When I was a child, I spent a lot of time with my paternal grandmother. My parents both worked full-time, and Grandma was a widow who lived in the next street over, so most of my primary school holidays were spent at Grandma’s house. I could write reams about Grandma, and one day I probably will. She was born in 1903, married at 16 and had five children. She went through wars and the depression and was a working class woman who lived in the same house her whole entire life. She outlived four of her children, losing one to cot death, one to drowning, one to a car accident, and one to early-onset Alzheimer’s disease. She also outlived her husband, who died of a heart attack on Boxing Day. That she kept going, lived her life, found joy in the small things into old age is a testament to the determination of the human spirit. She was no saint of course, having purposely miss-spelled my mother’s name on birthday and Christmas cards for 28 years. There really aren’t many ways you can spell Shirley.
I have so many memories of the years I spent hanging out with Grandma. One of them is washing day, which was always a Monday, when she would run her step-ins, stockings, petticoats and brassieres through the mangle. I cannot begin to describe the level of fascination I had for that mangle, which looked something like this, and would SQUASH YOUR HANDS FLAT LIKE A PANCAKE IF YOU GET ANYWHERE NEAR IT, DON’T TOUCH IT JULIE!! I remember standing, transfixed as Grandma fed her mysterious underthings through the rollers, desperately tempted to stick my hand in and see if it really would come out the other side cartoon-character flat.
Most days for lunch, Grandma would make me a grilled cheese sandwich in the Sunbeam electric fry pan. She’d fry a knob of butter in the pan until it was golden brown, then add the sandwich and fry it gently on each side, using a spatula to flatten it out and make sure the cheese melted. Other days, as a special treat we’d have corn meat fritters – also cooked in the Sunbeam – fried golden patties of battered deliciousness, served with a ridiculous amount of tomato sauce. Grandma never questioned how much tomato sauce I plopped out onto my plate.
Once each week, we would go into town, which involved walking to the corner and catching the bus, which was driven by Mr Teakle. We’d go into the locally-owned department store, where Grandma would go to the food hall to buy beef tongue for her sandwiches and ox tail to make soup, and maybe some kidneys for a pie. She’d buy an unsliced, high-top loaf of white bread, and put her paper-wrapped parcels into her string bag, and then we’d head off to the in-store restaurant for a toasted sandwich each and a milkshake for me and a pot of tea for Grandma, before catching the bus home again.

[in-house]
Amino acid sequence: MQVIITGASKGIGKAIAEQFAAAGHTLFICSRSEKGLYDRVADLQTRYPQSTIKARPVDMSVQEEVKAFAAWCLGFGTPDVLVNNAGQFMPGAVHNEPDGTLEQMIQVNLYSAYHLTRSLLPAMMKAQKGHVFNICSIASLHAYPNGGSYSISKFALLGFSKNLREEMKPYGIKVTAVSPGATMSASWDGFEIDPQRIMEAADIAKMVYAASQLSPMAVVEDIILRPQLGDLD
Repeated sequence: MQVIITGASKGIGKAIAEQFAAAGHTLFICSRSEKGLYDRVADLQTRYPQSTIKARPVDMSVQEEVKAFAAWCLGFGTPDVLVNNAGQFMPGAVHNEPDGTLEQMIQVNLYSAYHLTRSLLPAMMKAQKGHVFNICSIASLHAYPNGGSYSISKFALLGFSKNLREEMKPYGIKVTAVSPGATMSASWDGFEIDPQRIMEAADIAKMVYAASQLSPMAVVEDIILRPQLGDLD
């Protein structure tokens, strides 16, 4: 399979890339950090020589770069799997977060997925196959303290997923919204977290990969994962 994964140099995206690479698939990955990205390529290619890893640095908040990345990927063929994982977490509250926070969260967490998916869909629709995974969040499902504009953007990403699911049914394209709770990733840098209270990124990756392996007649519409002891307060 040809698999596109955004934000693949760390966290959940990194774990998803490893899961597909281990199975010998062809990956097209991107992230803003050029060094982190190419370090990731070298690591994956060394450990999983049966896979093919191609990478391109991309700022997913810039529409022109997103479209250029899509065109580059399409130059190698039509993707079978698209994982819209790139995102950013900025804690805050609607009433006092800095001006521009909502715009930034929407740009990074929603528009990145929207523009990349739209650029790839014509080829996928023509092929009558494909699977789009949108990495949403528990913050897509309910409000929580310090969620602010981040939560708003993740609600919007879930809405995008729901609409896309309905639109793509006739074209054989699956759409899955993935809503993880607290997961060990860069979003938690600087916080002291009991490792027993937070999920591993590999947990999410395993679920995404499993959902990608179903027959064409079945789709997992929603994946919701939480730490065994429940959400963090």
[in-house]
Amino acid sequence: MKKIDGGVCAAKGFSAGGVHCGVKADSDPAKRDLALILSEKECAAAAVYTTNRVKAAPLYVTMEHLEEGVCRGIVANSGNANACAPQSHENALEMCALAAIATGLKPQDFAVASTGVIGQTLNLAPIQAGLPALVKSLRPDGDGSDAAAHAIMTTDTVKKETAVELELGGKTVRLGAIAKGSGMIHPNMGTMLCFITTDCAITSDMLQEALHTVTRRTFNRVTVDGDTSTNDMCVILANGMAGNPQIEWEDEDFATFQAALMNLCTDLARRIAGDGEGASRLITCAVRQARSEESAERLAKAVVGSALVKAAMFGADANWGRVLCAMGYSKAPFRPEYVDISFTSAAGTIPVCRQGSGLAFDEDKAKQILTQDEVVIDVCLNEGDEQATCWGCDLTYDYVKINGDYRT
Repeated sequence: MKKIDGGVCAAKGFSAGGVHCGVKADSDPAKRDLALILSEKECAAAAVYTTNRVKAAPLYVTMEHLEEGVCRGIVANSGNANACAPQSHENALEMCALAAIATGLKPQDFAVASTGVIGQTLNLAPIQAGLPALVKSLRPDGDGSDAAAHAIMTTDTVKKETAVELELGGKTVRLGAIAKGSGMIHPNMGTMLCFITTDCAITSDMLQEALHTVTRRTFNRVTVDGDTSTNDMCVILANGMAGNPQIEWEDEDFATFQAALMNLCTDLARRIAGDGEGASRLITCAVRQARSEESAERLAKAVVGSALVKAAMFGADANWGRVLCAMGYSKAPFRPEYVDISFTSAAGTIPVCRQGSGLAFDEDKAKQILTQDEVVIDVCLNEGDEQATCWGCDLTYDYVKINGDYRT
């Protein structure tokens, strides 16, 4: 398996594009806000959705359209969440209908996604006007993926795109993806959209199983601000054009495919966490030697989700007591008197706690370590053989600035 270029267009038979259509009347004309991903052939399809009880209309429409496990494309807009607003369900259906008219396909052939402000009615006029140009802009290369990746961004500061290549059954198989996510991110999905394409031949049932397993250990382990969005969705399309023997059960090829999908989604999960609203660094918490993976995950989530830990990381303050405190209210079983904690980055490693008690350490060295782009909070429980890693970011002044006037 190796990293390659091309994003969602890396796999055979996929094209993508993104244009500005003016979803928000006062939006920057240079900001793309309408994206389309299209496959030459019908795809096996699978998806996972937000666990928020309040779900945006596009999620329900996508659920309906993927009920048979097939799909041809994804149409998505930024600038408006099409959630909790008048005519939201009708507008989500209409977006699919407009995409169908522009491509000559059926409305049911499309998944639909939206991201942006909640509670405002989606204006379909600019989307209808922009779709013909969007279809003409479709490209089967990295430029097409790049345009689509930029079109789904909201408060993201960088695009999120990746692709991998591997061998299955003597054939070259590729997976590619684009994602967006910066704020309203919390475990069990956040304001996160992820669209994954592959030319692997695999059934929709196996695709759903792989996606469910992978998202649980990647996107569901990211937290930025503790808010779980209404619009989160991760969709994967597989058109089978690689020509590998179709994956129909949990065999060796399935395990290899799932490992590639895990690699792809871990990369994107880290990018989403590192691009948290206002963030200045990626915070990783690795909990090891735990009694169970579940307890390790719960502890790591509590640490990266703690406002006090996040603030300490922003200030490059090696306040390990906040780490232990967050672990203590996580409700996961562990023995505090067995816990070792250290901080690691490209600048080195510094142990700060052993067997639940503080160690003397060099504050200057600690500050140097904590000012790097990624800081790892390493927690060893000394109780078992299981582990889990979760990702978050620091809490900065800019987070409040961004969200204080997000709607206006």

On Fridays, we’d again take the bus into town, for Friday was bingo day, the greatest day of the school holiday week. Bingo was held at a couple of different venues, and which one we went to depended on who had the biggest jackpot on offer. It mattered not to me where we went, all that mattered was my own card to play in each round, my specially chosen felt pen from Grandma’s pack, and Fantales that Grandma would pull, with a big smile, from her special bingo bag. I still vividly, as if it was yesterday, remember winning the $50 jackpot one day – yelling out bingo in an hysterically high voice, having my card checked, and then receiving two twenties and a ten. I would say they were crisp, but those were the days of paper money, so they were actually well-worn and limp. Grandma allowed me to put the money into my little snap-top purse with the beaded orange flower on the side, which was quite the leap of faith considering that in the late 1970s, $50 was a small fortune, but the $50 made it all the way home, where I breathlessly recounted the glorious win to my family. I honestly don’t remember what happened to the $50 – given how much money it was and how little my parents had, I suspect I was given a bit to spend and the rest went into the family budget. But the excitement wasn’t about the money, it was about being at bingo with Grandma and getting a full house and yelling bingo and winning! I won!
My beloved Grandma died in 1987, the day before my 18th birthday. She was 84 (but told everyone she was 82) and dropped dead from heart failure in her bedroom, after returning home from a morning spent at bingo. She must’ve had a win that day, because there was a little wad of cash in her purse, more than she would usually carry. She would have been delighted to die the way she did – quickly, at home, in her good going out frock, a winner.
As a tribute to Grandma, I took my boy to play bingo at the local hall last night. We went with our friend Duane, who has very similar bingo memories to me, and we were adopted by the lovely older couple next to us, who helped us work out which game we were meant to be on, and kept us supplied with Minties. They were desperate for Hugh to have a win, and everyone – especially Hugh – was sad when he didn’t, but it was dead-set one of the best nights I’ve had in a long time. There is something almost meditative about methodically marking numbers on a card with no time to look up or chat because the next number is already being called. The process of gradually watching your numbers get called builds a beautiful, simple excitement, the tension of which is only broken by the sigh of the crowd when some lucky bugger yells bingo.
Grandma, thanks for bingo. I’ve been told I look a lot like you, so I probably should also thank you for bitchy bingo face. The genes run strong, because apparently they’ve been passed on to Hugh as well. He didn’t really like not winning, but I told him that if we keep going, one day we will. You taught me that, in so many ways.